Director Makoto Shinkai holds a wooden chair that bears a resemblance to the character in the movie who is cursed to transform into a chair during the Peking University premiere. [Photo provided to China Daily]
Japanese director Makoto Shinkai's latest outing Suzume
premiered in Beijing's Peking University on March 18, captivating a lot of college students with its heartwarming tale and stunning visuals.
Having already achieved worldwide acclaim for his films Your Name
and Weathering with You
, Shinkai has established himself as a master storyteller who artfully weaves intricate plots with breathtaking animation.
Poster of Suzume. [Photo provided to China Daily]
Inspired by the devastating Tohoku earthquake and tsunami of 2011, Suzume follows the unlikely encounter between a 17-year-old girl and a mysterious young man whose family duty is to prevent giant, worm-like creatures from causing natural disasters. When the young man is cursed and transformed into a three-legged chair by a kitten-shaped deity, the girl embarks on a journey to help him recover his body and to seek a way to prevent future disasters.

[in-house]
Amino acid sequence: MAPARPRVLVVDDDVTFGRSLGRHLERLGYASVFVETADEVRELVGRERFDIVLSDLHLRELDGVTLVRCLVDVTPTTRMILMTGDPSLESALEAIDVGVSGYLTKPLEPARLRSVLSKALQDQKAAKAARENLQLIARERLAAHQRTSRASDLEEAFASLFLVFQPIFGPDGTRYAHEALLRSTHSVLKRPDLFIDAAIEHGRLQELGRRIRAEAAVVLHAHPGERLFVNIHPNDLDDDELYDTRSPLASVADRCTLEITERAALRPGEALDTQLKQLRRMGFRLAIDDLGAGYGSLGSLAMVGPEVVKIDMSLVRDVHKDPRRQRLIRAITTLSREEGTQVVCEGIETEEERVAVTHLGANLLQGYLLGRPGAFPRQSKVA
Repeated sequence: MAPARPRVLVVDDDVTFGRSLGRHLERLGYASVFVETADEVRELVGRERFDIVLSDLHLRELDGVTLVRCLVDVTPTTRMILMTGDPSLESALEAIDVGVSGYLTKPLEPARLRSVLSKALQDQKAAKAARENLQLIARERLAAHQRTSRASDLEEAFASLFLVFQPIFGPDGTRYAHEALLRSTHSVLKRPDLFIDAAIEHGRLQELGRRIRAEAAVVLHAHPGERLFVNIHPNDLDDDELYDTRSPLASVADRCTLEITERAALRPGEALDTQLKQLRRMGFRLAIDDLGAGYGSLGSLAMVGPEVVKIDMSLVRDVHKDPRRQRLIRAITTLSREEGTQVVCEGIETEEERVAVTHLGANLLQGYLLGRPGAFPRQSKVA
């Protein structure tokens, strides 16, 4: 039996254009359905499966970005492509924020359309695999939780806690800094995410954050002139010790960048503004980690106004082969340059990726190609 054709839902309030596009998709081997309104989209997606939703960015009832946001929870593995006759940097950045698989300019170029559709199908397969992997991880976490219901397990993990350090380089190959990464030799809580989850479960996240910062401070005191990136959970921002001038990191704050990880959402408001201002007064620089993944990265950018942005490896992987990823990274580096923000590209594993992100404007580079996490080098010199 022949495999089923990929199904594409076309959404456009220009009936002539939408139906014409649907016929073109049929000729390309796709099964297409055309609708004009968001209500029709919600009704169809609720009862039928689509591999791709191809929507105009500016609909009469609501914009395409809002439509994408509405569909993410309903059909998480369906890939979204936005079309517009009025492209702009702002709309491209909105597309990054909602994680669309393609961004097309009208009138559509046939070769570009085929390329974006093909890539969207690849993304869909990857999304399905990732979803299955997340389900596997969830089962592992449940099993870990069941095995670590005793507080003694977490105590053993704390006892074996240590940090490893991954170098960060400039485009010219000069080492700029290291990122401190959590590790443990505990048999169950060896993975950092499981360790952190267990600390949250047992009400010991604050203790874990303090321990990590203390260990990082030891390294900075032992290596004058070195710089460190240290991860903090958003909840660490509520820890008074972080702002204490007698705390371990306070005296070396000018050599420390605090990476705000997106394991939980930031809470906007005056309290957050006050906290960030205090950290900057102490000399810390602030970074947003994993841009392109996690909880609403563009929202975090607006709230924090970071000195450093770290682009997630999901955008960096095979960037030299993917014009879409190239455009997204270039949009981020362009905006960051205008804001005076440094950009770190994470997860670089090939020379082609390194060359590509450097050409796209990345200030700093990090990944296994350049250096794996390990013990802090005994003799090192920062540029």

Shinkai made an appearance at the premiere, revealing that he enjoys exploring unknown phenomena, which inspired him to conceive the new tale.
He also explained that the reason for designing the giant earthworm-like creatures in the movie is because they are capable of aerating and fertilizing the soil, and have a close relationship with the land.
Interestingly, Shinkai also revealed that the popular Chinese animated work The Legend of Hei
, about a black cat monster, has given him the inspiration to create the keystone, a magic object that possesses the power to seal the doors preventing the giant worm-like creatures from getting out. One of the two keystones shape-shifts to a tiny white cat after it escapes from its duty to stay in the ground to prevent disasters.
With its theme song rendered by Chinese singer Zhou Shen, the movie is scheduled to open across domestic theaters on March 24.
Japanese director Makoto Shinkai and Chinese singer Zhou Shen at the Beijing premiere in Peking University on March 18. [Photo provided to China Daily]